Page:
Dublin People

North Dublin public urged not to touch sick or dead wild birds

Dead seabirds washed up on Portmarnock Beach last month

HSE Public Health Area A (Cavan, Louth, Meath, Monaghan and North Dublin) are urging the public not to touch sick or dead wild birds, following confirmation of a second outbreak of Avian Influenza (H5N1) in Co. Monaghan.

Dr Keith Ian Quintyne, Consultant in Public Health Medicine sí Health Protection, HSE Public Health Area A said: “Avian Influenza is a notifiable animal disease, commonly known as bird flu. It is a highly contagious viral disease affecting the respiratory, digestive and/or nervous system of many species of birds.

“In recent weeks, there have been two confirmed outbreaks of Avian Influenza (H5N1) in turkey flocks in Co. Monaghan.

“We are continuing to work with the Department of Agriculture, Food and the Marine to monitor the cases of Avian Influenza (H5N1) in the region.

“We are urging owners of poultry flocks to review their biosecurity measures to protect their flocks from an outbreak.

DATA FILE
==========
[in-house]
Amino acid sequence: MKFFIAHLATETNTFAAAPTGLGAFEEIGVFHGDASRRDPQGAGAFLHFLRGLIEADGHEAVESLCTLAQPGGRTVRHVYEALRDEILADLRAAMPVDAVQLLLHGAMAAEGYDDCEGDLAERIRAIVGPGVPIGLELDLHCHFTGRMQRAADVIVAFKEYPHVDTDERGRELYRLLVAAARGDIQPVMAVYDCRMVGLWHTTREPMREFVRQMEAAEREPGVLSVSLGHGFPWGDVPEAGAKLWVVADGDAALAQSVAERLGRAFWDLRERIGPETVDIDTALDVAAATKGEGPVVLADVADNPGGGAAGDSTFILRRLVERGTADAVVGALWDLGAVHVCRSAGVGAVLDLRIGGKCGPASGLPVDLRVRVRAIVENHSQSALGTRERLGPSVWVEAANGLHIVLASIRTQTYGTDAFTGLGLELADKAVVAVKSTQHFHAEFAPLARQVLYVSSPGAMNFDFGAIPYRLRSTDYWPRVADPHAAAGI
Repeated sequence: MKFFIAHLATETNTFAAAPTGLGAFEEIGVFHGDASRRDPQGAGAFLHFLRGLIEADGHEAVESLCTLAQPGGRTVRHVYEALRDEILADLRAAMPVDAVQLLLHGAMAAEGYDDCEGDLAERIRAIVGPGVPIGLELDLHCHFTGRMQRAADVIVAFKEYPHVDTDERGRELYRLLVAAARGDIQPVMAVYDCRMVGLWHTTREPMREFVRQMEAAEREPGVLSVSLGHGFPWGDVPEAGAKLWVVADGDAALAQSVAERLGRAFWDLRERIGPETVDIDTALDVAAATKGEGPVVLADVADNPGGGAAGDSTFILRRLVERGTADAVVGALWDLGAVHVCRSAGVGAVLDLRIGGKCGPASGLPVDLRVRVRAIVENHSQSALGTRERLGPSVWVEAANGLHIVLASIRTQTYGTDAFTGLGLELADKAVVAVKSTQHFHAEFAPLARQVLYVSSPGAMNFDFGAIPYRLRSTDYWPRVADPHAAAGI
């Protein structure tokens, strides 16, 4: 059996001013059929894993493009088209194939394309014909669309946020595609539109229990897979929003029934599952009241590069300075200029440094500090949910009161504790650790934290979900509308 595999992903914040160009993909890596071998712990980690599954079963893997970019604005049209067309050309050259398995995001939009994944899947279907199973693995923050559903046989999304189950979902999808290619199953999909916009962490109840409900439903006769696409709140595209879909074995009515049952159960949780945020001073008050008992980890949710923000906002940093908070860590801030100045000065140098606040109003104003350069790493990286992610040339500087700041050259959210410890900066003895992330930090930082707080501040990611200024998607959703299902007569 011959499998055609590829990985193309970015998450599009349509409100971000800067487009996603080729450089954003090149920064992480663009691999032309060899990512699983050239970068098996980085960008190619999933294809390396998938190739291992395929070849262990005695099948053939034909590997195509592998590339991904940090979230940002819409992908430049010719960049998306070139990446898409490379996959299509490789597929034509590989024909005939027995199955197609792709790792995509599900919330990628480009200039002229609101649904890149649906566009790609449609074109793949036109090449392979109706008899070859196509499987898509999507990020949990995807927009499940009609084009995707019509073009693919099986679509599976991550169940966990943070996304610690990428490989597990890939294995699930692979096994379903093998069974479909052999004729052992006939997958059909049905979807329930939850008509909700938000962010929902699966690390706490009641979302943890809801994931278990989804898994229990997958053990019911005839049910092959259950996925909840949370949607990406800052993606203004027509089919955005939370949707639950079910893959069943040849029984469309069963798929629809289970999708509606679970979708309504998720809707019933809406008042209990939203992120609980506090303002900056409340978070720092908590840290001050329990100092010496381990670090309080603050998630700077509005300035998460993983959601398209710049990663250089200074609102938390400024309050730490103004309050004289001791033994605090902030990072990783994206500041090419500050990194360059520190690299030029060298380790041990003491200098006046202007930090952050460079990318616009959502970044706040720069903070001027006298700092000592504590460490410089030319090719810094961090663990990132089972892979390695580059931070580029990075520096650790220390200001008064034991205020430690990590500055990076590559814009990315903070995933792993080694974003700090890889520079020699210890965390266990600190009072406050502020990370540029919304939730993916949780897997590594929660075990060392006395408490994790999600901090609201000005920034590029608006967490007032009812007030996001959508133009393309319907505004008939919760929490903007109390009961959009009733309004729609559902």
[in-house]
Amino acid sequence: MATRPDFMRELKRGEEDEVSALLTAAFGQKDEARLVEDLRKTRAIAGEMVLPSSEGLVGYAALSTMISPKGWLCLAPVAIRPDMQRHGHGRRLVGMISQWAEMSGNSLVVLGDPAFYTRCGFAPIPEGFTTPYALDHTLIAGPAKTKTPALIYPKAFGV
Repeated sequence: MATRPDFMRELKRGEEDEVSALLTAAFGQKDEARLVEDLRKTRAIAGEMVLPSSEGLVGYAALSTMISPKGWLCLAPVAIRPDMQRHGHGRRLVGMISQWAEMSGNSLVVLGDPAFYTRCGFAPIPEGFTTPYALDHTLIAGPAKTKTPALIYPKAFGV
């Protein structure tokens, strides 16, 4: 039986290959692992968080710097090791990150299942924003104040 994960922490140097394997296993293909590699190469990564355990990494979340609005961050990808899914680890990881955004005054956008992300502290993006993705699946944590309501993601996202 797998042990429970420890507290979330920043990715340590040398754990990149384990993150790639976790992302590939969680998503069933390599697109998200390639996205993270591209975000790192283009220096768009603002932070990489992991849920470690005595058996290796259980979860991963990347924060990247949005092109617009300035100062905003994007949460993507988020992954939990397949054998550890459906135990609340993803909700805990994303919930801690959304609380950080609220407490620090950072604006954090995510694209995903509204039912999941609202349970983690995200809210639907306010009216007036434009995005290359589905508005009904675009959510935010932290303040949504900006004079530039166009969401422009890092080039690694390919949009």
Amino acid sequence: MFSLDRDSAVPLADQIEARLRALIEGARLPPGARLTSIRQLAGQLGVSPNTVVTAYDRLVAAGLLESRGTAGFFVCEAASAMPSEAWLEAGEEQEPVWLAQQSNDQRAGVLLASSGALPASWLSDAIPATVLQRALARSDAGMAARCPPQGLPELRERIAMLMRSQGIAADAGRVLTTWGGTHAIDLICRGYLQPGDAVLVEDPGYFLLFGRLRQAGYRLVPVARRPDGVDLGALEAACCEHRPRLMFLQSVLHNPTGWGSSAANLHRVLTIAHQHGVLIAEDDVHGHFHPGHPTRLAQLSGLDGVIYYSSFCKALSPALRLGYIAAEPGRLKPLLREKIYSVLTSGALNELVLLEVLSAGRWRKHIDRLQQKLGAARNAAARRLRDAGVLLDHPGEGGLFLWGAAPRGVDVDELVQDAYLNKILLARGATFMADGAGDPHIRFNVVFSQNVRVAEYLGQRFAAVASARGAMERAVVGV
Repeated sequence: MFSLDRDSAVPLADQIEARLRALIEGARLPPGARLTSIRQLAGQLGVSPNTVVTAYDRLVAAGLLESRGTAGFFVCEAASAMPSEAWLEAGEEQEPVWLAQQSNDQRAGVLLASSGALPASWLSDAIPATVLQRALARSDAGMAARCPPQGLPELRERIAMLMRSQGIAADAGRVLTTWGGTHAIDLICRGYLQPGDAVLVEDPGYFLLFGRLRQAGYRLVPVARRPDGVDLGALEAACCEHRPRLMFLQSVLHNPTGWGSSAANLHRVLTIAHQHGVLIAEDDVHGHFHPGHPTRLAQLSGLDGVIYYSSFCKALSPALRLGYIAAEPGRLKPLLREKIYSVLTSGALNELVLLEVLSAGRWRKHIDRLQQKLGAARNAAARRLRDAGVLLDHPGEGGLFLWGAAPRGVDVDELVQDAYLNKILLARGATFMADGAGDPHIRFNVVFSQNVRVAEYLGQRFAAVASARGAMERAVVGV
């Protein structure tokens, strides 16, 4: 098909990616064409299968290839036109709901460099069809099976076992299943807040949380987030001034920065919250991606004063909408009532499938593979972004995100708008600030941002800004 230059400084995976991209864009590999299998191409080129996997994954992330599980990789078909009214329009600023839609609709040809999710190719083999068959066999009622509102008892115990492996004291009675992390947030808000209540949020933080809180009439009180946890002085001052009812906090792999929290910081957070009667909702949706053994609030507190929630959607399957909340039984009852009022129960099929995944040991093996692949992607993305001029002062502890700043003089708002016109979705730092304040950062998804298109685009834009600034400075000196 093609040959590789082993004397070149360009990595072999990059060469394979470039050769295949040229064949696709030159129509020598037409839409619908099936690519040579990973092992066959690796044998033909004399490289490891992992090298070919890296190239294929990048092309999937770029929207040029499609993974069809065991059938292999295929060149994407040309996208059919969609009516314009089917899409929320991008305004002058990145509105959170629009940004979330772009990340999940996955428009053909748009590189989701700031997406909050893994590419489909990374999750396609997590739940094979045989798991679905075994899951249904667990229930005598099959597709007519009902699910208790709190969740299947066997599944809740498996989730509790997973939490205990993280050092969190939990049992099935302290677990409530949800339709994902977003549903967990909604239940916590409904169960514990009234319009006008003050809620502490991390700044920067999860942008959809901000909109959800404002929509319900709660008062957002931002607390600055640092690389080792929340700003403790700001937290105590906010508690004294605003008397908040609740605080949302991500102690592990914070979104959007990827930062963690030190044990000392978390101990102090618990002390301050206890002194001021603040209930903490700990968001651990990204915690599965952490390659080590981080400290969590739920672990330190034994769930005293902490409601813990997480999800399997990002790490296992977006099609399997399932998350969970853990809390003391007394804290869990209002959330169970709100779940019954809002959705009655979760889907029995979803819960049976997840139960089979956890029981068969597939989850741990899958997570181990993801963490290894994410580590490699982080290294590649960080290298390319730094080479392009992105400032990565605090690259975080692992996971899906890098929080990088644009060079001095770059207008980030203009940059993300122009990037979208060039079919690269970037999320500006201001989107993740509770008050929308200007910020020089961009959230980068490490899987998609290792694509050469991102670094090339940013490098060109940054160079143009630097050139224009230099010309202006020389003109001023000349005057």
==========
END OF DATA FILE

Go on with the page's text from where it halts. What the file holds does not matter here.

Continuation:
“People should report any sightings of sick or dead wild birds to the nearest Regional Veterinary Office or ring the Avian Influenza Helpline: 01 607 2512 (Outside of Office hours: 01 492 8026). Also, members of the public can notify the Department of Agriculture Food and the Marine (DAFM) of sick or dead wild birds and their location using the Avian Check Wild Bird App: https://aviancheck.apps.rhos.agriculture.gov.ie.

“Poultry farmers and people who keep poultry (including game birds or as pets) need to look out for signs of disease in their flocks and to report any suspicions to their Regional Veterinary Office.”

“People should keep pets away from dead birds, and consider keeping their pets indoors or on leash in areas birds frequent.

“Human cases of this strain of Avian Influenza are very uncommon.

“However, while the risk of human infection with Avian Influenza viruses are low, individuals should avoid handling sick or dead birds.

“Poultry and eggs are safe to eat when prepared and cooked properly.”

Dr Quintyne added: “It is really important that we do all we can to protect both humans and birds following the detection of Avian Influenza in the region.

“We know that people are concerned for wild birds, however it is important that people avoid touching potentially infected sick or dead wild birds, and if you find a dead wild bird to follow the guidance:

Finding a dead wild bird:

It is important to remember that the vast majority of wild bird deaths in Ireland will not be related to Avian Influenza, based on information from surveillance activities. However, you should follow routine precautions to prevent any other risks to your health, by following the advice below about contact with avian species, bird feathers, and bird waste:


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